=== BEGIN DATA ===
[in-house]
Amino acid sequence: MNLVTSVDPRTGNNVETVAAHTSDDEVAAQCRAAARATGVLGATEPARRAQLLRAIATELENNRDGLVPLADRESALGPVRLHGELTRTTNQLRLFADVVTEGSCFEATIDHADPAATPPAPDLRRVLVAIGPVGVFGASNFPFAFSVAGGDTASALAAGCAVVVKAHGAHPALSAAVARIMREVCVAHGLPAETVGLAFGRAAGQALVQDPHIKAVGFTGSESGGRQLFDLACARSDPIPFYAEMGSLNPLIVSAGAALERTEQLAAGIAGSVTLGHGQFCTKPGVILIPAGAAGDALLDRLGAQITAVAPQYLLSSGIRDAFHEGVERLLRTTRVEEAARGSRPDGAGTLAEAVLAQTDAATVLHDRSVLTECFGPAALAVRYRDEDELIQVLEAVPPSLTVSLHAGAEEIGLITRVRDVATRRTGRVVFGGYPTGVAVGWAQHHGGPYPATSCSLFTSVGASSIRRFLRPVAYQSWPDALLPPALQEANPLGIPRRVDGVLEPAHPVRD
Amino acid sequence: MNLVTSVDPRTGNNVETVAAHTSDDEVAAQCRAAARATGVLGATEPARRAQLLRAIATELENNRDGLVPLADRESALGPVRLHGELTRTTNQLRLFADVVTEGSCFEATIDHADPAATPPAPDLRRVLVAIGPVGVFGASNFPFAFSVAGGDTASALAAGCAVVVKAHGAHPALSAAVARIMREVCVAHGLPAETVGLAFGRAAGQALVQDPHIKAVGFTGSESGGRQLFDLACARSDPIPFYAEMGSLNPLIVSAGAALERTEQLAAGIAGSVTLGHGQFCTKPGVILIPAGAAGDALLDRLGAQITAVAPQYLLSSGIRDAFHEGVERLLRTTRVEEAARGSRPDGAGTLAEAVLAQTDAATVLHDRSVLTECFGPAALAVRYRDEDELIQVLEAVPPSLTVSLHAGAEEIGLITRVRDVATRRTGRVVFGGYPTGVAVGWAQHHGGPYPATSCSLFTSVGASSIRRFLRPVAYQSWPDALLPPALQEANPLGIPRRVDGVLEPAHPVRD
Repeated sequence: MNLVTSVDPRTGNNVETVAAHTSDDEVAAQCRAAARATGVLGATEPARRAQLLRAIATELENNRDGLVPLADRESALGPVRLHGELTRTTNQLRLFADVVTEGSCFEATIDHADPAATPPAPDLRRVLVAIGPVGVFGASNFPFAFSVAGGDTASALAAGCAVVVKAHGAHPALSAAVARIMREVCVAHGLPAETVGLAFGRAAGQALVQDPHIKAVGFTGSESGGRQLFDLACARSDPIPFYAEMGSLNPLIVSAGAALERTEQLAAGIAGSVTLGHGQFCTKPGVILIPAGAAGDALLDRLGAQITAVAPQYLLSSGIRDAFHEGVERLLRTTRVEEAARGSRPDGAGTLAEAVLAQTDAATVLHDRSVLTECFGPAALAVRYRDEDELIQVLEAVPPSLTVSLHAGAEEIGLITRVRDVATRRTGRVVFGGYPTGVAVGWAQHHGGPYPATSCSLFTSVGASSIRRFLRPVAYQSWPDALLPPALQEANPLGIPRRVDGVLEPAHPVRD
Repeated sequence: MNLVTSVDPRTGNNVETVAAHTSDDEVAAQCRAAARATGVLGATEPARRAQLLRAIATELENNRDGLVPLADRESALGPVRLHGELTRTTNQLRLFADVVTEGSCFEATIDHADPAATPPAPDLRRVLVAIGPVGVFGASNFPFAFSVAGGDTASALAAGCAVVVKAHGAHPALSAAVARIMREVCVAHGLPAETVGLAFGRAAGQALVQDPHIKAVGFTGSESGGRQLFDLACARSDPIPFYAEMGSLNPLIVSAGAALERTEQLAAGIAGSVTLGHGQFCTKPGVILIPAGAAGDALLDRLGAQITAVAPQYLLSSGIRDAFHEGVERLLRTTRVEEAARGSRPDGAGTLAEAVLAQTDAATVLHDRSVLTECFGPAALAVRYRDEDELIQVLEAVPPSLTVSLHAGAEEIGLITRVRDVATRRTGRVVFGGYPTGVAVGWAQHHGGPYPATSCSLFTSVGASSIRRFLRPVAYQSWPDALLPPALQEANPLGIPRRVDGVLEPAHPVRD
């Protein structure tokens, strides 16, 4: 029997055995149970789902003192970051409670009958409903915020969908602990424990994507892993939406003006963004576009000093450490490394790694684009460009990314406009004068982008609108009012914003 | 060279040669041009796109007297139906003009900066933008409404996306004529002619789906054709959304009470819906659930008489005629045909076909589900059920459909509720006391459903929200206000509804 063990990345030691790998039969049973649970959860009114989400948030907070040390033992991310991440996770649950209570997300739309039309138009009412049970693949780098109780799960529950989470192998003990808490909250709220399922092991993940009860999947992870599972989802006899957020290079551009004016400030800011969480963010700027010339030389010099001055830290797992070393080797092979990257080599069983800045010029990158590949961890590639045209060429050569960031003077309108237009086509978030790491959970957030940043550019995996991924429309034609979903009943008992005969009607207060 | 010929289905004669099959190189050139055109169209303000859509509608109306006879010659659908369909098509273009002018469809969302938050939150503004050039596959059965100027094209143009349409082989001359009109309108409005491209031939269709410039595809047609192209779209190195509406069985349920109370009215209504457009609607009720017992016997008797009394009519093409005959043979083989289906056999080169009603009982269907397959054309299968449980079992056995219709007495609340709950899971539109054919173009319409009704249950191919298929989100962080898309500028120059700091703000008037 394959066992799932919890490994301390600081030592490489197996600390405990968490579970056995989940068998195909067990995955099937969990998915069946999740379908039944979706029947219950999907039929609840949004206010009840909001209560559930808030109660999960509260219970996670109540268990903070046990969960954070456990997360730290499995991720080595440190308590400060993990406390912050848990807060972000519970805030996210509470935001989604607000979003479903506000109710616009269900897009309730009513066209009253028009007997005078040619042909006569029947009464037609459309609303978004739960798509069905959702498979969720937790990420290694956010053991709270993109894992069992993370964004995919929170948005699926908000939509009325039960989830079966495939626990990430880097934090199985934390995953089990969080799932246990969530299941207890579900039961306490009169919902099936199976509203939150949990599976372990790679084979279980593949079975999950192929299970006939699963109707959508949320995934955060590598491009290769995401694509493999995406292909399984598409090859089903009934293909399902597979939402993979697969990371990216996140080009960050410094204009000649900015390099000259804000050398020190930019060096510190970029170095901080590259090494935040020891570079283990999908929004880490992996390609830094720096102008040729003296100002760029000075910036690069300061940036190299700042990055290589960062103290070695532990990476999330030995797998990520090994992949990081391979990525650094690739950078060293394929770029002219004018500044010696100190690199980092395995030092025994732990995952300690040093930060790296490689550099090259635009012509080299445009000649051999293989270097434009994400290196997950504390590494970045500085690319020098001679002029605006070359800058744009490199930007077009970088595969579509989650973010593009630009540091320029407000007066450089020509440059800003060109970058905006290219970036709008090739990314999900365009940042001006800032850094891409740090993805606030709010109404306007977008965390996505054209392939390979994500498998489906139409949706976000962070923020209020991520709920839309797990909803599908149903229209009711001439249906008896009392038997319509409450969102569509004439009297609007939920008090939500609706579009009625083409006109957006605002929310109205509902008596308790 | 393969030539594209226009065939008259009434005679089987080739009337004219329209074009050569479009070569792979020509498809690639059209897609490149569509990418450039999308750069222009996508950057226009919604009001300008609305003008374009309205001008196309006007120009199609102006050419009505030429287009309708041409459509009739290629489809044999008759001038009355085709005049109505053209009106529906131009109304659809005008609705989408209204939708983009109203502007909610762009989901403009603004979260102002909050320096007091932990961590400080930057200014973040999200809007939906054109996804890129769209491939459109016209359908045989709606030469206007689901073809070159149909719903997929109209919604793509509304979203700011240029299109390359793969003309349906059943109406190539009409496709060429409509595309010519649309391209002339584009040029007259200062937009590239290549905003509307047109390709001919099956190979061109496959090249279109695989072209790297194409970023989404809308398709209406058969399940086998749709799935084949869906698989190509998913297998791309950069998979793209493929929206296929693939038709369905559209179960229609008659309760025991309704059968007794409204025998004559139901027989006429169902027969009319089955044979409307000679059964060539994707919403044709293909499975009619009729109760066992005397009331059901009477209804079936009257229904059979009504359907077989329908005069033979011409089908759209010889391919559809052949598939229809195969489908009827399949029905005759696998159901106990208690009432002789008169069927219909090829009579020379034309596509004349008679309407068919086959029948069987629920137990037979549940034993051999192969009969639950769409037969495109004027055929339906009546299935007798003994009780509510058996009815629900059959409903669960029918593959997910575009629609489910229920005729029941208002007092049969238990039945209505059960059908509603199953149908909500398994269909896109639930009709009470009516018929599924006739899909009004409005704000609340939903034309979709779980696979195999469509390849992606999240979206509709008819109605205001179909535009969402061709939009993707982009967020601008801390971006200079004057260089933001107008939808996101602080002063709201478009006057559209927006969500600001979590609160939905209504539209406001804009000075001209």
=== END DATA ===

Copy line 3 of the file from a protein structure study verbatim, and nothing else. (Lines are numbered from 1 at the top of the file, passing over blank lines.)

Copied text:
Amino acid sequence: MNLVTSVDPRTGNNVETVAAHTSDDEVAAQCRAAARATGVLGATEPARRAQLLRAIATELENNRDGLVPLADRESALGPVRLHGELTRTTNQLRLFADVVTEGSCFEATIDHADPAATPPAPDLRRVLVAIGPVGVFGASNFPFAFSVAGGDTASALAAGCAVVVKAHGAHPALSAAVARIMREVCVAHGLPAETVGLAFGRAAGQALVQDPHIKAVGFTGSESGGRQLFDLACARSDPIPFYAEMGSLNPLIVSAGAALERTEQLAAGIAGSVTLGHGQFCTKPGVILIPAGAAGDALLDRLGAQITAVAPQYLLSSGIRDAFHEGVERLLRTTRVEEAARGSRPDGAGTLAEAVLAQTDAATVLHDRSVLTECFGPAALAVRYRDEDELIQVLEAVPPSLTVSLHAGAEEIGLITRVRDVATRRTGRVVFGGYPTGVAVGWAQHHGGPYPATSCSLFTSVGASSIRRFLRPVAYQSWPDALLPPALQEANPLGIPRRVDGVLEPAHPVRD